Step 6: Finishin'

Put scraps and shims in any cracks that refuse to close, add generous amounts of glue, and let dry.  Flush out more minor imperfections with a mixture of sawdust and glue.  

Sand the hell out of the "U" with 60 grit, then 80 or 100, then 120 grit sandpaper and a belt sander.  Use the belt sander and aggressive grits to flush the pieces to one another, then higher grits and an orbital sander to get it smooth.  The shelf pieces have been so far left out so the bottom of the "U" can be sanded.  Wear appropriate dust and noise protection when sanding.

Sand the shelf pieces and slide them through.  Run a drill bit through the holes to get everything to line up, if need be.  Add threaded rods and tighten up the shelf joint.

Pilot-drill and counterbore with 1/2" holes in a zig-zag pattern on the six mitered cover pieces.  Glue and screw into place to cover the exposed ends of the threaded rods.  Fill the holes with little dowel plugs, leaving them proud of the finish surface so they can be sanded flush.

Sand again.  And again.  And a lot more.  Wipe with a damp cloth and hand-run with your favored finish.  I went with several coats of a basic semi-gloss polyurethane; this sort of table would respond great to some tung oil, mineral oil, or other penetrating sealer.  Put a couple extra coats on top and on the feet, sanding with 120 grit sandpaper in between coats.  Wax if desired.

Is that a southern pecan beer on the table? Right on!
Ok......Where,or better yet.....HOW..... can I drill a hole using an inch and five eighths spade bit in a peice of wood that only measures one and one quarter inch....(which is equal to, one and two eighths)...... by one and one half inch.... (Which is equal to, one and four eighths)?
use common sence! really??
Seeing this table inspired me to try it myself. I now have a beautiful coffee table for my apartment! The table saw I used was pretty old and it took quite a bit of ripping to get all the pieces down to the same width. Flipping them between cuts was essential. Once you start piecing the table together, you realize just how important it is to have all your material the same width. Even with a few small gaps between a few of the pieces, staining the table made these imperfections disappear. In fact, I shouldn't even call them imperfections as I feel they add character. Thanks again for the creativity and detail in your instructable!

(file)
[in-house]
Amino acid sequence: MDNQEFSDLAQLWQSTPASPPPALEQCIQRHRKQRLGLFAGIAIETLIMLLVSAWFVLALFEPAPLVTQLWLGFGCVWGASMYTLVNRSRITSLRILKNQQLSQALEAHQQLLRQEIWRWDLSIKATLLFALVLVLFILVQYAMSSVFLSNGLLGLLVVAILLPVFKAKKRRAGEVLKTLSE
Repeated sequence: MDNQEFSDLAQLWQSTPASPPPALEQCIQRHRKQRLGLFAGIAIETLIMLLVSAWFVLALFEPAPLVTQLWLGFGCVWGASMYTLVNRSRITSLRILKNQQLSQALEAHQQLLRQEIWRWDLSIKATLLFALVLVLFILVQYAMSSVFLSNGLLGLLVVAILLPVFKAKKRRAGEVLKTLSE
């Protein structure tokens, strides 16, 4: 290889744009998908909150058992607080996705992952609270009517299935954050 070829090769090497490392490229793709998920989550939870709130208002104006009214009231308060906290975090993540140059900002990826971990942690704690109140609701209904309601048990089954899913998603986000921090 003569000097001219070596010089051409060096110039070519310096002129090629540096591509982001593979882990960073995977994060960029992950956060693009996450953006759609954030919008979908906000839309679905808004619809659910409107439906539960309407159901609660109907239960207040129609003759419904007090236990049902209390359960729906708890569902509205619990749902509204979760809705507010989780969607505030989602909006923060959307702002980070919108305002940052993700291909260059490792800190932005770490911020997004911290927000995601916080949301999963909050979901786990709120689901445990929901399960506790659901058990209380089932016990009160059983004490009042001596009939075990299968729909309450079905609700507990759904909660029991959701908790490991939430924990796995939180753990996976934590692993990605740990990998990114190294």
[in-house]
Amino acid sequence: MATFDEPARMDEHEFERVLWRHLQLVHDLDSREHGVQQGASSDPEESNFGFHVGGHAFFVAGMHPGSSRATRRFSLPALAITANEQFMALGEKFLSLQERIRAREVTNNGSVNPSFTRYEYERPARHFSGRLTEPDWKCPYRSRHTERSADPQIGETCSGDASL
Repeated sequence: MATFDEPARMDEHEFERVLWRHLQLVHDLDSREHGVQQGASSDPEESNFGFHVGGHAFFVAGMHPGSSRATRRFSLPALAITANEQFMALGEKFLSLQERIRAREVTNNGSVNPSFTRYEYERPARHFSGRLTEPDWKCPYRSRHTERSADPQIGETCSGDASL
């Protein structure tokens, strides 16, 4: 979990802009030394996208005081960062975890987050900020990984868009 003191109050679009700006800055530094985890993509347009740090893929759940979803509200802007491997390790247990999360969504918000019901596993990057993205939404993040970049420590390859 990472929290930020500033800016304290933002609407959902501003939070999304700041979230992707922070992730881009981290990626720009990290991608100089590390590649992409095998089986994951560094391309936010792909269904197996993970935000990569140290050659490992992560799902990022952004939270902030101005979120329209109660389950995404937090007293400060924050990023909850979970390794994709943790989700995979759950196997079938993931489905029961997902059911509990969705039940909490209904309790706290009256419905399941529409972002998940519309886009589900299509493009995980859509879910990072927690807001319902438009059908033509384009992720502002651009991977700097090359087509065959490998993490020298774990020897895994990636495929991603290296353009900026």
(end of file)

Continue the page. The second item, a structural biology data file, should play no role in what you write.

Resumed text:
Should say 1 1/4, not 1 1/14?
I loved your design. Had to try making one myself :) Though with a small twist :)<br>
After looking at your projects I have to say that you have quite a head for design. That one thing can't be taught, you have to have it in you to start with. But, and don't take this this the wrong way, you need to slow down and pay attention to the details, such as joint fit and finish and grain matching. This will turn you projects from neat looking ideas into breath-taking finished projects.<br>When built and finished carefully with hardwood; this one project could net you 3 to 4 hundred dollars. Not bad for an afternoon's work. You have a nice shop or at least access to a nice shop and I'd really encourage you to continue to elevate your skills to a level that your designs deserve. <br>Keep on keeping on.
oops. should be just 5/8&quot; spade bit -- an eighth bigger than the threaded rod, to allow for wiggle room to align pieces and holes.
Nicely done. I love the dovetail joints.<br><br>One the third pic, the left 'leg' looks vertical, rather than slanted. Just an optical illusion?
just an optical illusion . . .
In step &quot;4Drillin'&quot;,you said to ,.....&quot;Mark all your pieces and drill a hole with a 1-5/8&quot; spade bit.&quot;......am I to understand that each piece gets a 1-5/8&quot; diameter hole to accomdate a piece of threaded rod thats only going to be 1/2&quot; in diameter ?
yup . . . you need some wiggle room because everything may not align perfectly.